Sam looked down, his expression hidden.

"I guess what I'm saying is…" Dean licked his lip, his eyes on Sam's hands. "I'm glad the knife is gone."

"What?" Sam looked up, surprised. "What if it could have saved you?"

Dean looked him in the eye. "At what cost, Sam? I meant it. I don't want to die. I don't want to go to Hell. I don't want to leave you here." He leaned forward, watching as Sam drew back, wary. "But not at any cost."

Sam shook his head, turning off the ignition and stepping from the car. Dean watched as he closed the door, hard, then leaned against the car. Taking a breath, Dean got out of the car, leaning against the opposite side, facing his brother.


"You know, you can't walk both sides forever," Sam said, his lips flat with frustration.

"What do you mean?"

"I mean," Sam pinned him with his eyes. "That I can't save you with my hands tied."

"Why do you think—" Dean was interrupted by the rumble of an approaching car. He turned, surprised, and watched as Bobby's rusted Chevelle pulled up next to them. He frowned as the older hunter shut off the engine and exited the car with a creak of hinges.


"Dean. Sam." Bobby nodded at each of them.

"What are you doing here?" Dean asked.

Bobby looked from him to Sam. "You didn't tell him?"

"I thought it would be better coming from you," Sam replied.

Dean looked over at his brother, the insecurity of being caught once more unawares drawing a frown across his forehead. "Tell me what?"

"Turns out Sam was right," Bobby said, reaching back into his car and grabbing a leather bound, ancient-looking book. "The Kestrel Dagger can be used to swap souls."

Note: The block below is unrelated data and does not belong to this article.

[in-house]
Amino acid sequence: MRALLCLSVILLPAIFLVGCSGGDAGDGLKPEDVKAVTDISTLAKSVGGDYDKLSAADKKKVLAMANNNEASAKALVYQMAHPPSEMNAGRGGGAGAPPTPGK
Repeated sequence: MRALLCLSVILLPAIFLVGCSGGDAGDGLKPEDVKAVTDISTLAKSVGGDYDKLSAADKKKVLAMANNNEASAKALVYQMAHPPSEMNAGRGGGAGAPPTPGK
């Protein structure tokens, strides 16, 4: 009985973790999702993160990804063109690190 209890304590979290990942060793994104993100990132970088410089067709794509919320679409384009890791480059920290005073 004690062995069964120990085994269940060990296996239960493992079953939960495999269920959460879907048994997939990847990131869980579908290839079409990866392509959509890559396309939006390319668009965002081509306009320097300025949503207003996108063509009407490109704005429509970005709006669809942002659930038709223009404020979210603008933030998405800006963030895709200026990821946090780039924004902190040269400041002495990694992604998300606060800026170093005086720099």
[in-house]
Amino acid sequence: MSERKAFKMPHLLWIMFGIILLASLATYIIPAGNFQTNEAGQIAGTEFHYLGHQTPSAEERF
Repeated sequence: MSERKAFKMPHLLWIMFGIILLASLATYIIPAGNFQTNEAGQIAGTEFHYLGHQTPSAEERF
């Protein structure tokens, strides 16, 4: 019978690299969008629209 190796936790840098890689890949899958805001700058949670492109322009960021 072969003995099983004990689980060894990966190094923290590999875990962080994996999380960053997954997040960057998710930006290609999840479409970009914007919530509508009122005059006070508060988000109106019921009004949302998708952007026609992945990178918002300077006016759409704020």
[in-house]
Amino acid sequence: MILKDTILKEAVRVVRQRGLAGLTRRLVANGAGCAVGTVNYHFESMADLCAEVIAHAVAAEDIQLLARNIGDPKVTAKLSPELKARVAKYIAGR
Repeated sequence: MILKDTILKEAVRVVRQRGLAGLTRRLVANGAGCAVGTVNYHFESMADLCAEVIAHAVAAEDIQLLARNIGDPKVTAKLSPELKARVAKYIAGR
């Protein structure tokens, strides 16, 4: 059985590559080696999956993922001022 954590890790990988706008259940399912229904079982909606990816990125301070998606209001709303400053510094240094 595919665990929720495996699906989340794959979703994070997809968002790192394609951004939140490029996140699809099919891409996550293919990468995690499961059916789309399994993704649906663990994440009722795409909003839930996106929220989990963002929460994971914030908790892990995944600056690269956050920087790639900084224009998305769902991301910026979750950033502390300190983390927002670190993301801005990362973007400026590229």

Dean leaned against the Impala, the strength exiting his legs in a mad rush. He looked over at Sam, watching as his brother rounded the front of the car to stand next to him.

"You're sure?" Dean asked. "It could have worked?"

Bobby frowned, lifting a shoulder. "It's messy—lots of Latin, some rare herbs, and a fair amount of blood—but yeah. There's a risk, though."

"What kind of a risk?" Sam asked.

"Aside from the fact that you're sending another soul to Hell in your place… the possibility of the ritual killing you is highly probable."

Dean looked down, his legs feeling hollow. He wasn't sure how he was actually still standing. The knowledge that he let his salvation slip from his fingers seemed to cave him in.

"You could have told us this on the phone," Dean said, his voice hoarse.

"I did," Bobby said, his eyes shifting to Sam. "Sam wanted me to meet you here."

Dean frowned, looking at Sam. "Why?"

Sam pushed his fingers into his jeans pockets, his chin lowered, eyes up, looking for all the world like a puppy that tore up his master's favorite book. "I thought Bobby should, y'know… see the storage unit. I mean, we just stumbled over this knife, Dean, and it would have worked."


"No," Sam put a hand out, taking a step back. "Don't, man. Just… have a little hope, okay? Bobby could find something. He could!"

Dean looked at Bobby, then back at Sam. "Okay, Sam."